So, here we were, all of us meeting Byron for the first time as a leadership team. Within the first 5 minutes, we knew we had made the right decision. 

First off, Bryon provided us with a detailed 3-ring binder that was the Entrepreneurial Operating System (cue grade school nostalgia). 

When we were working with Joe, who wasn’t a professional EOS Implementer, we were simply referencing the book Traction by Gino Wickman, so having a workbook to lead us through the process was a refreshing start.

Byron outlined our Focus Day objectives, agenda, and his goals for us.


  • Have fun
  • Get you thinking and working “on” your business
  • Understand “healthy and smart”
  • Implement practical tools — increase traction, accountability, communication, team health, and results


  • Check-in
  • Hitting the Ceiling
  • The Accountability Chart
  • Rocks
  • The Meeting Pulse
  • Scorecard
  • Next Steps
  • Conclude

Byron’s Goals:

  • Put us in more control of our business
  • Increase the value of our business

The Check-In

Are you willing to become your best?

The Check-In is designed to tease out what’s working and what’s not working in the organization. Chris, Ian, and I shared what we believed were our biggest strengths and biggest weaknesses. 

This step in the process gets everyone in leadership on the same page, and provides the framework for the day’s session and the brainstorming sessions to follow. 

My Check-in

What’s working:

  • Our campaign processes and innovation in automating our systems was moving the company to a more sustainable model — allowing us to scale client campaigns (both the monthly engagement and quantity of active campaigns) without needing to hire more full-time employees to fulfill the work. 

What’s not working: 

  • Hiring quality people and retaining these people was setting us back. 
  • Our team needed to be more solutions-focused (proactive) versus problem focuses (reactive). 

My expectations for the day were:

  • To firmly establish what our seats are and what we’re responsible for so we no longer have to wear multiple hats and stack to-dos on top of multiple people. 
  • To derive a real scorecard that will help us achieve our 1, 3, 5, and 10 years targets. 
  • To leave excited and equipped to make a powerhouse in the SEO world.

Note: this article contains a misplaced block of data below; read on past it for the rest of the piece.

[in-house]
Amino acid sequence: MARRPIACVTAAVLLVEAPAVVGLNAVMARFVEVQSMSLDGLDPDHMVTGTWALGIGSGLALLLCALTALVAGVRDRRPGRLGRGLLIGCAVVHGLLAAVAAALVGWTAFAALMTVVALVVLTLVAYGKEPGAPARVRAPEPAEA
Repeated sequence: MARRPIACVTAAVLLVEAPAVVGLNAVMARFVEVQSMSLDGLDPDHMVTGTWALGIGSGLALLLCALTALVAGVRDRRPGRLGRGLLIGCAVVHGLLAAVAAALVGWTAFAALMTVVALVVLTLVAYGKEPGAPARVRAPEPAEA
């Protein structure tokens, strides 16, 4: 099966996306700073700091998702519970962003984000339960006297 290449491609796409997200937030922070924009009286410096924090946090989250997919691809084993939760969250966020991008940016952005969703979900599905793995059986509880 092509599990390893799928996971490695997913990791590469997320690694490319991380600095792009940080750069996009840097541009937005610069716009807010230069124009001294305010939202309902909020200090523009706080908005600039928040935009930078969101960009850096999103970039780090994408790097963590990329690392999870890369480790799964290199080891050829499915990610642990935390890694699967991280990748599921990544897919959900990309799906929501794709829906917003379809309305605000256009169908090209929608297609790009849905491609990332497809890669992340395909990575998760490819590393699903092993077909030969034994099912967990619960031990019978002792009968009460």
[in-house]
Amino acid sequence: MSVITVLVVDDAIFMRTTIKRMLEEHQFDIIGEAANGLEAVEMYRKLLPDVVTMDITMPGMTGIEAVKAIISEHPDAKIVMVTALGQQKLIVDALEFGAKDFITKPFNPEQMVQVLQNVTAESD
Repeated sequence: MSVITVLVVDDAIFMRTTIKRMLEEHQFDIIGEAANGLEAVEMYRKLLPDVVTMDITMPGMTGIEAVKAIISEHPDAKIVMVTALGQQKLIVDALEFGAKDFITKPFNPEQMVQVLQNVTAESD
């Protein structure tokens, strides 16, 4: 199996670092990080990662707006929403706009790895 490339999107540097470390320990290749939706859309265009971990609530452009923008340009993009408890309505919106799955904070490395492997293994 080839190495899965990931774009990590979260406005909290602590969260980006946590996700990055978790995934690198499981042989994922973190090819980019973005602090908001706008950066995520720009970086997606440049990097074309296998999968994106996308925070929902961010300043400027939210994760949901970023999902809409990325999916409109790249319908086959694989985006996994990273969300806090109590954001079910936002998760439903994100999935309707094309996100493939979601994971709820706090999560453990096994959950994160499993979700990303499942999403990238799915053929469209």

Chris’s Check-in

What’s working:

  • Content, links, technical SEO, problem solving, team cohesion, growth systems & automation.

What’s not working:

  • Reporting, customer success/customer support, sales, expectations, accountability, employee training/handbook, expert SEO strategy.

Chris’s expectations for the day:

  • To come away with rocks, a scorecard and accountability chart — get clarity in regards to who the next hires should be. 

Ian’s Check-in

What’s working:

  • 90% of our clients are growing.

What’s not working:

  • Accountability could be much better.
  • If leadership isn’t on top of the day-to-day, we run the risk of losing clients due missed deadlines. 

Ian’s expectations for the day:

  • To leave with a better understanding of how to systematically get to where we want to go within the business — the proven way.

There are common themes between the three of our breakdowns. 

We all agree that the work being executed is top-notch and properly serving our clients business goals, and that our processes have greatly improved. 

Similarly, we all agree that accountability is lacking in the company and that we were experiencing an issue with hiring the right people. 

This was a great start in teasing out the root issues that our company was facing at the time.

Hitting the Ceiling

The Five Leadership Abilities

From here, we dove into the Five Leadership Abilities designed to help organizations break through the ceiling. These abilities come to light during weekly Level 10 meetings, which we’ll get into in Chapter 7, as well as when we communicated our Vision, Mission, Values to the team. 

This section was purely a learning lesson. We were not bouncing ideas off of Byron to decide what our Five Leadership Abilities should be. If we knew that, we wouldn’t need EOS.

No, this lesson was designed to unite the three of us within a shared mindset on how we should structure, guide and support our team to accomplish’s vision.

The Five Leadership Abilities are:

  • Simplify — K.I.S.S.: keep it simple, stupid.
  • Delegate — providing the resources someone needed to execute confidently and independently. 
  • Predict — long term predictions: 90 days / short term predictions: weekly.
  • Systemize — establish the major touchpoints and basic framework for project execution. 
  • Structure — this needs to be dynamic so you can adjust your business and reposition as you grow. 

The Accountability Chart

Roles and Responsibilities

Building our Accountability Chart was perhaps the hardest portion of our Focus Day. 

Why? Because Chris, Ian and I were all wearing multiple hats.

Chris was acting Visionary, Sales Manager, SEO Department Head, HR Director, and our Chief Financial Officer. 

Ian was acting Integrator, Sales Director, COO, Customer Success Director, and working on SEO projects. 

I was acting CMO, CTO, Sales Manager and Operations Manager — building out our systems for tracking sales leads, projects, and so on. 

This wasn’t sustainable. If we wanted to move the business forward, execute on a higher level, and not overwork ourselves in the process, we had to fill these seats and learn to delegate. 

Byron’s input was pivotal in shaping our Accountability Chart and positioning us to fill these seats.